5 Ways to Put Shoppers in a Buying Mood
Over the years, many studies have shown that a consumer’s mood can have a pronounced effect on his or her purchasing behaviors when shopping. A mood is a sort of general mental state. While less intense than emotions, moods can determine a customers’ actions in a retail environment, such as deciding whether they will spend more or less time in a store, consummate a purchase or just “look.”
Major retail chains have long been aware of the need to do everything possible to ease shoppers into a buying mood. While most of their mood influences are subtle and not obvious to shoppers, they are present in all of their stores. While some of them are not relevant to many small stores such as pet stores, others are considered just as effective in any retail environment. Here are five mood-setting techniques that you can put to work in your store:
1. The Powerful Influence of Scent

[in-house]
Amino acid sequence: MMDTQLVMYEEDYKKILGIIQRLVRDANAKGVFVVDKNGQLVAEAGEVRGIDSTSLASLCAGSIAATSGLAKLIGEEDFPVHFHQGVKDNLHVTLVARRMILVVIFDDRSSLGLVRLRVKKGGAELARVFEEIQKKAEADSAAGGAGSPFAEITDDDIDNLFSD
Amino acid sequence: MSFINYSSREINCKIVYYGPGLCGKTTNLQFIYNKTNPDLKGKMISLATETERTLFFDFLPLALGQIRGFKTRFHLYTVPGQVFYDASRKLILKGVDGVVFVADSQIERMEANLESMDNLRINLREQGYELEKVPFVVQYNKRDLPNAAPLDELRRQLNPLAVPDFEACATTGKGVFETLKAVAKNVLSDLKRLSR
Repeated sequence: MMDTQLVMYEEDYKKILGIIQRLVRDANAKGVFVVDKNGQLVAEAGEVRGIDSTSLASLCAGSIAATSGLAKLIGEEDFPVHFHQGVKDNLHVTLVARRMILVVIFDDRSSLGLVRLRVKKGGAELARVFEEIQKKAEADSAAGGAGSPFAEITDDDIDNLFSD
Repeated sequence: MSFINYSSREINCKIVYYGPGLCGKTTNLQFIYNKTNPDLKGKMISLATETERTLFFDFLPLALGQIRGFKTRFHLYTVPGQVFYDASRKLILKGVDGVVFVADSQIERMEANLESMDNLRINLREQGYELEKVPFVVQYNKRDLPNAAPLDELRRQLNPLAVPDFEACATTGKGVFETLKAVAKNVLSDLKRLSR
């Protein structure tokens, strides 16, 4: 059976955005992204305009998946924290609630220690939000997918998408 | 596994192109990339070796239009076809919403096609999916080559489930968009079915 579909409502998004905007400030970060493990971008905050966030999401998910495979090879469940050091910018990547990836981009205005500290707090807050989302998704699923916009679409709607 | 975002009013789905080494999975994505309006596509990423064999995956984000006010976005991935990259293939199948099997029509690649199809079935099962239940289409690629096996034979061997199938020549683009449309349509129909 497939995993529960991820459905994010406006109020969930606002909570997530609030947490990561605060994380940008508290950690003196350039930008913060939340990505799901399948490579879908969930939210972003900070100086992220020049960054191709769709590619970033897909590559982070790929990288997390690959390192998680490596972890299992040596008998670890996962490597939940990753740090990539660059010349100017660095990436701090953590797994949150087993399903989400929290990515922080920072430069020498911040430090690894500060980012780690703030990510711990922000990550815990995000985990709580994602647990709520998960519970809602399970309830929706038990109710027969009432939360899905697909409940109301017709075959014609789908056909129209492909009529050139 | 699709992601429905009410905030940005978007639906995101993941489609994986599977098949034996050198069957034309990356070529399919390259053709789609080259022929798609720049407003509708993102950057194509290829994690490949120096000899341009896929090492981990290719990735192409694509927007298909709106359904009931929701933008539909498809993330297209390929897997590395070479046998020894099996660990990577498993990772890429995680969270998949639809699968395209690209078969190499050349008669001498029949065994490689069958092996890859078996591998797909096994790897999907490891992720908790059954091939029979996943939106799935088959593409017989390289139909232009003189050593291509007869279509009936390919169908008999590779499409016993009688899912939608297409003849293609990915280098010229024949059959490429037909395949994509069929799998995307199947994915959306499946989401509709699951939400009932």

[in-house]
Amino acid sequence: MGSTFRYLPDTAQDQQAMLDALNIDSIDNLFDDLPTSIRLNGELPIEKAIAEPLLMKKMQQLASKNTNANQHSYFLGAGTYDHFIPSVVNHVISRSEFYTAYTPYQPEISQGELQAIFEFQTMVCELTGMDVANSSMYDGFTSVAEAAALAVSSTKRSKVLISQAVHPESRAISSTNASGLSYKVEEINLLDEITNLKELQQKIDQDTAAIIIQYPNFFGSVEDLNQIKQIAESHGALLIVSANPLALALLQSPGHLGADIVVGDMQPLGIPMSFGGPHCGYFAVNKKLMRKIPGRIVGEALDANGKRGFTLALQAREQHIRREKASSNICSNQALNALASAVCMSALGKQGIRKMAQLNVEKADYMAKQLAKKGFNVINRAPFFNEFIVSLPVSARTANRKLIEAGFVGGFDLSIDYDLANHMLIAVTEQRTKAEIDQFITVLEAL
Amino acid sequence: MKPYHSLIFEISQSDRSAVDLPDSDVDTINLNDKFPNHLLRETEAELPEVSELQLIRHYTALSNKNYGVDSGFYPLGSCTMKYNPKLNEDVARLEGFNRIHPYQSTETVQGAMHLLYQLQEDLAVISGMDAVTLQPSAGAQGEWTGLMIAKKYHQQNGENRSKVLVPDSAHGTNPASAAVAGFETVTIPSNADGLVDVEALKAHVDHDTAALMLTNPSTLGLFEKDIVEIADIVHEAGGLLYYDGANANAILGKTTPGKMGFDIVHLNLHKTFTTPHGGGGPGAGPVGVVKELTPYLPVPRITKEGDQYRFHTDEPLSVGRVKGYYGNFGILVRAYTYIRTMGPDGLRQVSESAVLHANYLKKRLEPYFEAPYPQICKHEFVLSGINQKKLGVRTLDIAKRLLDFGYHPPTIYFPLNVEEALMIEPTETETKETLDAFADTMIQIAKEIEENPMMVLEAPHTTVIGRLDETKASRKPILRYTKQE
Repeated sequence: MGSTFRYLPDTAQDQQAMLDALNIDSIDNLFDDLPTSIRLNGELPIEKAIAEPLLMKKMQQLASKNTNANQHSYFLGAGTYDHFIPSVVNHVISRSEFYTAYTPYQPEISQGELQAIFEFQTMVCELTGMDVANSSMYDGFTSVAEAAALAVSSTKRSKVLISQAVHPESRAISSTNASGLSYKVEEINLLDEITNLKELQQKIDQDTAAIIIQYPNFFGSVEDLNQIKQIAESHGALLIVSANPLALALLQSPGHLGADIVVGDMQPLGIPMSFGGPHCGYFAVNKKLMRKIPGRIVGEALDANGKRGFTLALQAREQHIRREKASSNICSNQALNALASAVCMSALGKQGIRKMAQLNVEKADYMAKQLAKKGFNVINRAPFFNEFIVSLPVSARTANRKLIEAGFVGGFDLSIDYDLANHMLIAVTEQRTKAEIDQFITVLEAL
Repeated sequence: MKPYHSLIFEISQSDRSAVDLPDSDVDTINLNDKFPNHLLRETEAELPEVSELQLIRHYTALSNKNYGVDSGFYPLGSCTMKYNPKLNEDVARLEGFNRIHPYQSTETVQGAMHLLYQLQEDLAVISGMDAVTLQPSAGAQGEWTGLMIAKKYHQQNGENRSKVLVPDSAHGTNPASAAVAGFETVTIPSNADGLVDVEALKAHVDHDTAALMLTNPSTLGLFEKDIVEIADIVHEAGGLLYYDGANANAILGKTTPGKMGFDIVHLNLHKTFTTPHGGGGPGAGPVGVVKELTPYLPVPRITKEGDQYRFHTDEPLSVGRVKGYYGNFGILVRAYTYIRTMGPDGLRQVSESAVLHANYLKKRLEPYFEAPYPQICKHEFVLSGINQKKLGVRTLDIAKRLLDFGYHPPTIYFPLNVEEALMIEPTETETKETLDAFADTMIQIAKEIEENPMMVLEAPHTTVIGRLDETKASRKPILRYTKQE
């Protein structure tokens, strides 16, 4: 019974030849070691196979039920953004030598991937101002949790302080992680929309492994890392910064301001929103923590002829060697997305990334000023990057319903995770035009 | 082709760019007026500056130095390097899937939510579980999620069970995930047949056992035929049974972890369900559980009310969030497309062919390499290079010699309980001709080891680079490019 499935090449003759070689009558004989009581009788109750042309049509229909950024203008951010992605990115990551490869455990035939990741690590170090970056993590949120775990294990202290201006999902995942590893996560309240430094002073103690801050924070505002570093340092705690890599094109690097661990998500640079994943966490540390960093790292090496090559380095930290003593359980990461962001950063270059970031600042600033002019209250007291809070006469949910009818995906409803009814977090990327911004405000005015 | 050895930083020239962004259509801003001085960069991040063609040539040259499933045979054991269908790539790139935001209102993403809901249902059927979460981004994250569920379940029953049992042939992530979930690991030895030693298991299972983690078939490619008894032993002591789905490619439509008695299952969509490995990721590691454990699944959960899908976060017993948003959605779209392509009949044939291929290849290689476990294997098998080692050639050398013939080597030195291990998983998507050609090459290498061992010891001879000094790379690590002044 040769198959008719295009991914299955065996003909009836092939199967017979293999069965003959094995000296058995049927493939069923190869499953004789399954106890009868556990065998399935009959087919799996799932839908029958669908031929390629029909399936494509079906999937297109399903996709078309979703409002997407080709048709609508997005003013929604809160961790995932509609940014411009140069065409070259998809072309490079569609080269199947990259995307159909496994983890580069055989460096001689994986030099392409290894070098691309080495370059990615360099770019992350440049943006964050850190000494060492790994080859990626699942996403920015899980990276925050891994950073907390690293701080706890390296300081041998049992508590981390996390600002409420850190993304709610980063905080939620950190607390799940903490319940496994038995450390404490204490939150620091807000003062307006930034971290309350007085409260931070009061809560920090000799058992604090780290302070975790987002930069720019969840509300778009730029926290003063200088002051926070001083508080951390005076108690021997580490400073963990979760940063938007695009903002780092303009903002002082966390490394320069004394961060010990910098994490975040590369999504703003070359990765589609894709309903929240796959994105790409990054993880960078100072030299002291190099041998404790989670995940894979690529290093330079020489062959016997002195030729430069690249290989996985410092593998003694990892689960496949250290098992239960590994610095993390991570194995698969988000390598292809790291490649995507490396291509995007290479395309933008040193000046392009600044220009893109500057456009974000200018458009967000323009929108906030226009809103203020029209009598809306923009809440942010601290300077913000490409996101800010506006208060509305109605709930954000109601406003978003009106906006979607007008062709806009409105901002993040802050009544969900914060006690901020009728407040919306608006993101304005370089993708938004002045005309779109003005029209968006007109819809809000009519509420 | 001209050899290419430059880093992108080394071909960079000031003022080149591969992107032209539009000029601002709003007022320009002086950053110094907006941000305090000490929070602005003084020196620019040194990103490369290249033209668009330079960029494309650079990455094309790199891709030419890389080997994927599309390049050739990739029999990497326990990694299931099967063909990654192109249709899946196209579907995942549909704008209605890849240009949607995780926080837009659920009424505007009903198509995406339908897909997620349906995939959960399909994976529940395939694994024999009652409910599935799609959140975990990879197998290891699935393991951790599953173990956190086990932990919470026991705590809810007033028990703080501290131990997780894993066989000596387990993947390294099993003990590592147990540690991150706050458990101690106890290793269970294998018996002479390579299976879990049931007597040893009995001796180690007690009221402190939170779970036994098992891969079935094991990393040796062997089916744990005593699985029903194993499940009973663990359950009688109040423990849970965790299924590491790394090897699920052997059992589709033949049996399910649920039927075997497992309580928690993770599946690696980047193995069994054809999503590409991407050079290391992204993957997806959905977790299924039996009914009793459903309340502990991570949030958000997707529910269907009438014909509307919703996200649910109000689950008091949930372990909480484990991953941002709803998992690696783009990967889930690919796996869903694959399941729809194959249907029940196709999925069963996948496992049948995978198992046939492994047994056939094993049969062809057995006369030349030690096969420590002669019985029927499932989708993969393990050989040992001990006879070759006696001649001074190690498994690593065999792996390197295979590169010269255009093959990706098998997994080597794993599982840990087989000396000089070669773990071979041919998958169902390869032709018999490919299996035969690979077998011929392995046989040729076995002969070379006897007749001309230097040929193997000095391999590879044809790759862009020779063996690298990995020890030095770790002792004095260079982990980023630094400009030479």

Eric Spangenberg, an environmental psychologist and the dean of Washington State University’s College of Business, was one of the pioneers in the effects of scent on the buying experience. According to his research, the right scent in a retail store can help to put customers in that all-important buying mood.
Among the more obvious challenges of scent in a pet shop that offers pets for sale or adoption would be avoiding the unpleasant scents resulting from careless housekeeping. The scents of clean and healthy animals resulting from meticulous attention to cleanliness in cage areas sets an atmosphere that will help to put potential pet buyers in a receptive mood.
Smell is one of our most powerful and influential senses. Research confirms that we are 100 times more likely to remember something we smell than something we see, hear or touch, so it’s logical to harness that power in helping to set customers in a buying mood.
2. Music Helps to Set the Mood
We all know that some types of music help to set a romantic mood; savvy retailers know that music can also help to set a buying mood. A 1982 study by Milliman Inc. found that when background music was played in a supermarket, customers spent 34 percent longer in the store, with a corresponding increase in sales.
But what kind of music? What music will influence shoppers in a pet store in a positive way? There’s no simple answer to that question, but there are some helpful guidelines.